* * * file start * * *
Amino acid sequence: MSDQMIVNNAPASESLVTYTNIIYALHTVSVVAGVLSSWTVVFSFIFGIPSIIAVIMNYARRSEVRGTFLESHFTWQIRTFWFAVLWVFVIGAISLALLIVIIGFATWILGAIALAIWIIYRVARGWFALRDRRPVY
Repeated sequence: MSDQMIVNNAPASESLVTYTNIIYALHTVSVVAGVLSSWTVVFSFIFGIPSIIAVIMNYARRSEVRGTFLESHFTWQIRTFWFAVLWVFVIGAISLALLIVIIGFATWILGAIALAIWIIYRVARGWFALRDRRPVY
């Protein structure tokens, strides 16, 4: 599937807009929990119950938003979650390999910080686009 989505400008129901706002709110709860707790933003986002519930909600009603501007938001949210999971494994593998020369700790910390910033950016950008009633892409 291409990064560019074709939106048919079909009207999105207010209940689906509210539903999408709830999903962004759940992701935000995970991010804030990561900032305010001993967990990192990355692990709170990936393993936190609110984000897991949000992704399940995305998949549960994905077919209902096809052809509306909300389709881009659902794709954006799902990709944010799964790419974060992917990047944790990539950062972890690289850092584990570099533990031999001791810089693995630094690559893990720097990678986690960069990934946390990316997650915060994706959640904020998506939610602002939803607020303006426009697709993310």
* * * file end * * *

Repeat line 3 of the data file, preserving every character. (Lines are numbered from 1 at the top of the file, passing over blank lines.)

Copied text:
């Protein structure tokens, strides 16, 4: 599937807009929990119950938003979650390999910080686009 989505400008129901706002709110709860707790933003986002519930909600009603501007938001949210999971494994593998020369700790910390910033950016950008009633892409 291409990064560019074709939106048919079909009207999105207010209940689906509210539903999408709830999903962004759940992701935000995970991010804030990561900032305010001993967990990192990355692990709170990936393993936190609110984000897991949000992704399940995305998949549960994905077919209902096809052809509306909300389709881009659902794709954006799902990709944010799964790419974060992917990047944790990539950062972890690289850092584990570099533990031999001791810089693995630094690559893990720097990678986690960069990934946390990316997650915060994706959640904020998506939610602002939803607020303006426009697709993310």